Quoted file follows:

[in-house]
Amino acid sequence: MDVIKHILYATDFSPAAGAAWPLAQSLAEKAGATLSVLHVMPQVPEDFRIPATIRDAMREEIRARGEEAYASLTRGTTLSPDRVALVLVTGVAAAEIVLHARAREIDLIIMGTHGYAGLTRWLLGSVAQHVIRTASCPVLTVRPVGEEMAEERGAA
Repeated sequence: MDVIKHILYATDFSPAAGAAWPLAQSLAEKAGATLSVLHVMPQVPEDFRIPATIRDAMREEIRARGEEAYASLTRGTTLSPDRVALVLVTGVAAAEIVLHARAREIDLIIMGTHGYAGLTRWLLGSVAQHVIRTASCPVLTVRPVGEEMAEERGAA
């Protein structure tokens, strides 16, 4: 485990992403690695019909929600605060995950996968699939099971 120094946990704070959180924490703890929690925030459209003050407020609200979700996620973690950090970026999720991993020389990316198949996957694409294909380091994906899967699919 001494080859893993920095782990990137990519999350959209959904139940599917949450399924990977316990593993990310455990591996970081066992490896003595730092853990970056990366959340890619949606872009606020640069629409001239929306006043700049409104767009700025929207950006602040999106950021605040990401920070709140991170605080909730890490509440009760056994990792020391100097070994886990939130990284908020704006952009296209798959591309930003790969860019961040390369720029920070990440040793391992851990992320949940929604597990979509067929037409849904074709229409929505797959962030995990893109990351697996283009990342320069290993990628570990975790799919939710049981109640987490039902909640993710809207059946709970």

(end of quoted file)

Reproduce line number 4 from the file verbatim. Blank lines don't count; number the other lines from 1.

């Protein structure tokens, strides 16, 4: 485990992403690695019909929600605060995950996968699939099971 120094946990704070959180924490703890929690925030459209003050407020609200979700996620973690950090970026999720991993020389990316198949996957694409294909380091994906899967699919 001494080859893993920095782990990137990519999350959209959904139940599917949450399924990977316990593993990310455990591996970081066992490896003595730092853990970056990366959340890619949606872009606020640069629409001239929306006043700049409104767009700025929207950006602040999106950021605040990401920070709140991170605080909730890490509440009760056994990792020391100097070994886990939130990284908020704006952009296209798959591309930003790969860019961040390369720029920070990440040793391992851990992320949940929604597990979509067929037409849904074709229409929505797959962030995990893109990351697996283009990342320069290993990628570990975790799919939710049981109640987490039902909640993710809207059946709970």